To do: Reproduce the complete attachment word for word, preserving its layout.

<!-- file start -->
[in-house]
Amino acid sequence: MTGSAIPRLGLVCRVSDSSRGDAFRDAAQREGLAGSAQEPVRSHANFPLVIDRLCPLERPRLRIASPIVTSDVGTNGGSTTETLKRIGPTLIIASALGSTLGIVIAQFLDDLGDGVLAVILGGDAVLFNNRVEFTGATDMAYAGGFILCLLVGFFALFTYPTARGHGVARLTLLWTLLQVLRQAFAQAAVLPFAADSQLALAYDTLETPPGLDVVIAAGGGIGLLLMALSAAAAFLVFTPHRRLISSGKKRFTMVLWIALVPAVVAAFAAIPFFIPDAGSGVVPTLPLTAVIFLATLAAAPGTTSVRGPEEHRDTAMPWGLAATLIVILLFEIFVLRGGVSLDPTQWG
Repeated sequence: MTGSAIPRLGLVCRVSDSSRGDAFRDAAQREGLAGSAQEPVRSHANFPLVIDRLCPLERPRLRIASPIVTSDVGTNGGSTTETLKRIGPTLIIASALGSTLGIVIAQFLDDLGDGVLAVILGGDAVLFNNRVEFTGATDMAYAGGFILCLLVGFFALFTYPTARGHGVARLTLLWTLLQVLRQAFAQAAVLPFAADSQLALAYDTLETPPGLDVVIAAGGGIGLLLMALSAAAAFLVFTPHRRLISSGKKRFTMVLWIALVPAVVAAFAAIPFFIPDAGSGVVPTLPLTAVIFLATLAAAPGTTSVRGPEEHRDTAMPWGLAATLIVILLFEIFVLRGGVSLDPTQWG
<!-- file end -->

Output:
[in-house]
Amino acid sequence: MTGSAIPRLGLVCRVSDSSRGDAFRDAAQREGLAGSAQEPVRSHANFPLVIDRLCPLERPRLRIASPIVTSDVGTNGGSTTETLKRIGPTLIIASALGSTLGIVIAQFLDDLGDGVLAVILGGDAVLFNNRVEFTGATDMAYAGGFILCLLVGFFALFTYPTARGHGVARLTLLWTLLQVLRQAFAQAAVLPFAADSQLALAYDTLETPPGLDVVIAAGGGIGLLLMALSAAAAFLVFTPHRRLISSGKKRFTMVLWIALVPAVVAAFAAIPFFIPDAGSGVVPTLPLTAVIFLATLAAAPGTTSVRGPEEHRDTAMPWGLAATLIVILLFEIFVLRGGVSLDPTQWG
Repeated sequence: MTGSAIPRLGLVCRVSDSSRGDAFRDAAQREGLAGSAQEPVRSHANFPLVIDRLCPLERPRLRIASPIVTSDVGTNGGSTTETLKRIGPTLIIASALGSTLGIVIAQFLDDLGDGVLAVILGGDAVLFNNRVEFTGATDMAYAGGFILCLLVGFFALFTYPTARGHGVARLTLLWTLLQVLRQAFAQAAVLPFAADSQLALAYDTLETPPGLDVVIAAGGGIGLLLMALSAAAAFLVFTPHRRLISSGKKRFTMVLWIALVPAVVAAFAAIPFFIPDAGSGVVPTLPLTAVIFLATLAAAPGTTSVRGPEEHRDTAMPWGLAATLIVILLFEIFVLRGGVSLDPTQWG